The room, which had been bustling with conversation and laughter, slowly fell silent. In the background, chefs worked feverishly on the next course, but at the long, community- style tables of Project Slurps first pop-up ramen shop, the diners were concentrating on steaming bowls of broth, noodles and pork belly.
Oh, wow. Sluuuuuurp.
The brainchild of Jeff Chanchaleune, former chef and co-owner of Kaiteki Ramen, and Empire Slice House owner Rachel Cope, Project Slurp aims to bring Japanese cuisine and new cocktail combinations to Oklahoma City.
On March 3, the combo (and a small army of cooks) debuted the first pop-up at Dunlap Codding with a menu featuring fresh tuna, beef skewer sandwiches and, of course, ramen.
The ramen scene has grown here. Not as fast as it should, said Chanchaleune. The truck did great business, but there were people who just didnt want to eat ramen out of a cup.
Ramen is best when its fresh from the kitchen, he said. The kotteri ramen served the first night was a great example. The sous vide pork belly was flavorful and fall-apart tender, while the delicate poached egg was subsumed by the rich chicken broth, creating a velvety texture and intoxicating taste.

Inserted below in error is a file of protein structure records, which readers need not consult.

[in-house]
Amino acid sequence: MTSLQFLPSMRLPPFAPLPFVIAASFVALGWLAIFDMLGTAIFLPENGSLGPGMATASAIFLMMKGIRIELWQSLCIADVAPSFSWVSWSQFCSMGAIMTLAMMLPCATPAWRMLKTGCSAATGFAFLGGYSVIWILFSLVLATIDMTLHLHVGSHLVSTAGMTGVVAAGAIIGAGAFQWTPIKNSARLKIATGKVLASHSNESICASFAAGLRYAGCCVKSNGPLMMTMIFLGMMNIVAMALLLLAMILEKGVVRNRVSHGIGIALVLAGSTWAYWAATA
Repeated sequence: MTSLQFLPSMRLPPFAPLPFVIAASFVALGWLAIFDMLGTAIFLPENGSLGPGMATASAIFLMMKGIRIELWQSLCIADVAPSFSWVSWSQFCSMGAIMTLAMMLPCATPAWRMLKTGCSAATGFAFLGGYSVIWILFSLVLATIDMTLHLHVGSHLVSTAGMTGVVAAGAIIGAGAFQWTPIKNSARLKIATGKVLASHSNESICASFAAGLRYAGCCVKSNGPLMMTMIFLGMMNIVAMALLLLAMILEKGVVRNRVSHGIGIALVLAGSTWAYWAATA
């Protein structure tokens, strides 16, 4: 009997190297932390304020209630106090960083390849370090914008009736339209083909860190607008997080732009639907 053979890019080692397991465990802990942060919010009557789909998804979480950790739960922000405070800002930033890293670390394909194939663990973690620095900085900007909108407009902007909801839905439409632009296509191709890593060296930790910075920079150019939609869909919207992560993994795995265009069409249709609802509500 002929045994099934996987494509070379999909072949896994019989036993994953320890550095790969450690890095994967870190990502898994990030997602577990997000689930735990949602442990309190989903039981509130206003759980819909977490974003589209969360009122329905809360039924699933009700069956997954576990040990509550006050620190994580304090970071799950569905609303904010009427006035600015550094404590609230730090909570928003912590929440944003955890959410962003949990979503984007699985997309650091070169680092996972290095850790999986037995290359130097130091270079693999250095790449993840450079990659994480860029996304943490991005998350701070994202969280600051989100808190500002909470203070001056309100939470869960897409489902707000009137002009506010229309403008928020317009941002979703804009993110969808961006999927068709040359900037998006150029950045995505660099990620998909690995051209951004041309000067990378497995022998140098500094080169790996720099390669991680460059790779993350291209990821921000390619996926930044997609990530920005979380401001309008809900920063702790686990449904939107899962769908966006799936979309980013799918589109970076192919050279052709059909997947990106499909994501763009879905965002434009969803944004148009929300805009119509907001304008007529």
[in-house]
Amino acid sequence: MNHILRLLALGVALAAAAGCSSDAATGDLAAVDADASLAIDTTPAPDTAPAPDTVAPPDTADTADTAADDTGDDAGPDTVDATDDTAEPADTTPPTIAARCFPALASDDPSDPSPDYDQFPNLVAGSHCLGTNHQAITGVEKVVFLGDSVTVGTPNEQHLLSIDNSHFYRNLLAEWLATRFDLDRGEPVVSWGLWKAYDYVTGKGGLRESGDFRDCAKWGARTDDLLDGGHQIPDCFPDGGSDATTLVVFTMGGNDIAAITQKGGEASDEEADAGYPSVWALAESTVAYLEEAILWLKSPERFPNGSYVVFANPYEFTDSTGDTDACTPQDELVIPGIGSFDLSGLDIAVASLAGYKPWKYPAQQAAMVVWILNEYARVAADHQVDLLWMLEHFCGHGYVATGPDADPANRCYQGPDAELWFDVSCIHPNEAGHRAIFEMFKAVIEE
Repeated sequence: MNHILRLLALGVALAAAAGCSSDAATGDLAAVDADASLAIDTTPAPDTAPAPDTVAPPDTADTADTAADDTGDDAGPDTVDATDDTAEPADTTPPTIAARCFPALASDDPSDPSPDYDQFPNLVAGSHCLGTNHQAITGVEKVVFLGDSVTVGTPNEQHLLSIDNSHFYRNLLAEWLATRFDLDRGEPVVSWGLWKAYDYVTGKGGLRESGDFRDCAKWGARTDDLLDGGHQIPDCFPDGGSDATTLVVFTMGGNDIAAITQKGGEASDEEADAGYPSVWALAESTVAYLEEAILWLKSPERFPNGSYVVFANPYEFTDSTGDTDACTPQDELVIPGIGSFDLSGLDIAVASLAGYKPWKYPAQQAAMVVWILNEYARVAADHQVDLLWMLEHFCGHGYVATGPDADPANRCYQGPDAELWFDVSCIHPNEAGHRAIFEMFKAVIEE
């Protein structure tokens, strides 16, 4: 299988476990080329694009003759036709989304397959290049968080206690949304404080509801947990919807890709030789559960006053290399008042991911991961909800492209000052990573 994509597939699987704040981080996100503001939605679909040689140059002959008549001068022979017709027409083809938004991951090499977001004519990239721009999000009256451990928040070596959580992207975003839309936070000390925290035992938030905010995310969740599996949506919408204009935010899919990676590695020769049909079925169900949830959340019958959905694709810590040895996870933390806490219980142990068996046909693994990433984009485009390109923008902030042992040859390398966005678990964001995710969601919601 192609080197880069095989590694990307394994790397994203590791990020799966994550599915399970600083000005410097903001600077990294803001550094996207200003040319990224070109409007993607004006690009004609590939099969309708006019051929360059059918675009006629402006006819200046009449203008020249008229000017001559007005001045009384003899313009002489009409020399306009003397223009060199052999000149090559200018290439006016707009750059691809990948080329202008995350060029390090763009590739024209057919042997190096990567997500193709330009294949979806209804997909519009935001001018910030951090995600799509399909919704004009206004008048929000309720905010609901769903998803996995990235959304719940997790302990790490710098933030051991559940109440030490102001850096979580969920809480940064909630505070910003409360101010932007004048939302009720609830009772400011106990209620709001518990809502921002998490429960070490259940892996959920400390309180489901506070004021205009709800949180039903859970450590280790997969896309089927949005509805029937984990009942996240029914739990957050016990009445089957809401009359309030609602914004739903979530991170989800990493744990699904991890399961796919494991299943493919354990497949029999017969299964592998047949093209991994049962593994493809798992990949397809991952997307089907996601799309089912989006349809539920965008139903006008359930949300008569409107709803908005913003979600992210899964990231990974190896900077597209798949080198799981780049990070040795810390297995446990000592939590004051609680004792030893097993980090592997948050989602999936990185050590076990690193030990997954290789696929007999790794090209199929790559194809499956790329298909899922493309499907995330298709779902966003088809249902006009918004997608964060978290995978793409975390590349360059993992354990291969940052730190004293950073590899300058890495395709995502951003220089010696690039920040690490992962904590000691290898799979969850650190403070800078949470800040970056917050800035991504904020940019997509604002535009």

Cope was interested in a different kind of intoxication with a series of easy-to-drink cocktails paired with each course.
Diners David and Richia Gregston from Edmond favored the For Sakes Sake Mule, which mixed Prairie Wolf vodka with Ty Ku Black sake, ginger syrup, Domain de Canton and a grilled lime. Served with a beef meatball skewer bao, it was a popular drink that night.
She capped the night off with a potent blend of Takara Shochu and five-day-aged Intelligentsia El Diablo Dark Roast coffee.
Project Slurp plans to do more pop-up shops over the next six months with a different dinner planned every few weeks, Chanchaleune said.
These dinners give us a chance to try out menu items and drinks and build interest in real Japanese ramen, he said.
The ultimate goal is to open a brick-and-mortar restaurant that can bring the full experience to Oklahoma City on a permanent basis.
Those interested in attending a Project Slurp event can sign up online at projectslurpokc.com.
Each ticket costs a minimum $45 donation per seat and features a five-course, ramen-focused meal with alcohol.
print headline: Noisy noodles, A ramen pop-up shop brings together Japanese cuisine and craft cocktails for OKC.